5.  This clause makes provision for a "Henry VIII" power. Subsection (1) gives a Minister of the Crown power to make such amendments to any Act, including an Act extending to places outside England and Wales, as appear to him to be appropriate in consequence of or in connection with Part II or Part III. The reason for the extension of the power to Acts which operate beyond England and Wales is that, where a provision has UK-wide application, it may be anomalous to amend it in relation to England and Wales but not otherwise.

6.  Subsection 2 provides that, before exercising the power in subsection 1 in relation to any local, personal or private Act, the Minister must consult any person who appears to him to be affected by any proposed amendment.

7.  Subsection (3) provides that an order under section 41 may (a) contain such transitional provisions and savings as the Minister thinks fit and (b) may make different provisions for different purposes.

8.  Subsection (4) make statutory instruments made under this section subject to negative resolution procedure in accordance with section 5(1) of the Statutory Instruments Act 1946.

9.  Schedule 2 to the Bill contains a number of consequential amendments to enactments arising, principally, from the supersession of a power to invest defined in terms of the Trustee Investments Act 1961 by the application of the general power of investment and/or the power to invest in land granted by Parts II and III of the Bill. Over many years, the statutory investment powers of many organisations which are not trusts have nonetheless been defined in terms of the default powers contained in the 1961 Act. Many of those are thought to be governed by local, personal or private Acts and so not all of them are amenable to identification by the usual methods such as LEXIS searches.

10.  The purpose of clause 41 is to allow those whose investment powers are governed by the 1961 Act but who would wish to take advantage of the new powers granted by this Bill to apply to the Minister to be enabled to do so by the amendment of their governing statute. The Minister will be required to consult anyone who seems to him to be likely to be affected by the proposed amendment of a local, personal or private Act.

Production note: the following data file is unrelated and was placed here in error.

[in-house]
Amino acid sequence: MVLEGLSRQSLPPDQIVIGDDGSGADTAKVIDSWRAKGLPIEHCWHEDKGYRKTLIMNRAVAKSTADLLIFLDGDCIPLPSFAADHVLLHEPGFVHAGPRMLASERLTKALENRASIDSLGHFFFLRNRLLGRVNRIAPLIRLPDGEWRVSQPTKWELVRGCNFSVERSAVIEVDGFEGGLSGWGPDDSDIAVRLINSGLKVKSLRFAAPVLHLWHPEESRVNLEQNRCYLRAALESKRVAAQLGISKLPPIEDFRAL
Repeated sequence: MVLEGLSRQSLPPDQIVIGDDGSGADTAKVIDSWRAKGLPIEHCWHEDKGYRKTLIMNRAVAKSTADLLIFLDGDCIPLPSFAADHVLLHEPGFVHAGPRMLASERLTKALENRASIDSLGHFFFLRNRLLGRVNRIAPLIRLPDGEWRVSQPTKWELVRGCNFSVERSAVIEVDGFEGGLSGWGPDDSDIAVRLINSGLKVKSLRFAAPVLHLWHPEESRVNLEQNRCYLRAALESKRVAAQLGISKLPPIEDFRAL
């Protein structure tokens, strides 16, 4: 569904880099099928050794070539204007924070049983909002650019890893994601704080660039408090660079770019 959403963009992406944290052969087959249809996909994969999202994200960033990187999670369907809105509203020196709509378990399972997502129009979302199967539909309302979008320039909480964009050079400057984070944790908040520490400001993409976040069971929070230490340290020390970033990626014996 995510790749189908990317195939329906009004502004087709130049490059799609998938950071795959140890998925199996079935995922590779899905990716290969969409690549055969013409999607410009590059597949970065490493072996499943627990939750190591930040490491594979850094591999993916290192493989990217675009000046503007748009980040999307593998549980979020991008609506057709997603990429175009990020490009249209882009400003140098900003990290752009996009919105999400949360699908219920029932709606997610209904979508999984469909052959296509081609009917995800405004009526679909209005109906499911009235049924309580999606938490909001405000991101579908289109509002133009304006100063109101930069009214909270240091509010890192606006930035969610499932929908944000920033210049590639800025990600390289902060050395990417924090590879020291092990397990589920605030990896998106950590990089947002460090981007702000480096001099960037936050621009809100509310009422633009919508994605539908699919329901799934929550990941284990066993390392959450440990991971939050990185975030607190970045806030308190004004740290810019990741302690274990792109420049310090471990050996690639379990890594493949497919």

11.  Given the requirement for the Minister to consult in the case of proposed amendment to local, personal or private Acts, and the fact that the powers to be granted under the new provisions by such an amendment are deregulatory, it is submitted that the negative resolution procedure is appropriate.

Clause 42: Commencement: No Parliamentary control.

12.  Clause 42(2) gives the Lord Chancellor power by order to appoint a day for bringing the Act into force and provides for different days to be appointed for different purposes. Clause 42(3) provides for an order made under clause 42(2) to contain such transitional provisions and savings as the Lord Chancellor considers appropriate. This allows a degree of flexibility in the implementation of the Act, so that, for example, solicitors and others who act as professional trustees or who provide advice to lay trustees may make appropriate arrangements with others associated with the trust.


13.  There are no amended powers in the Bill.

February 2000

previous page contents

House of Lords home page Parliament home page House of Commons home page search page enquiries

© Parliamentary copyright 2000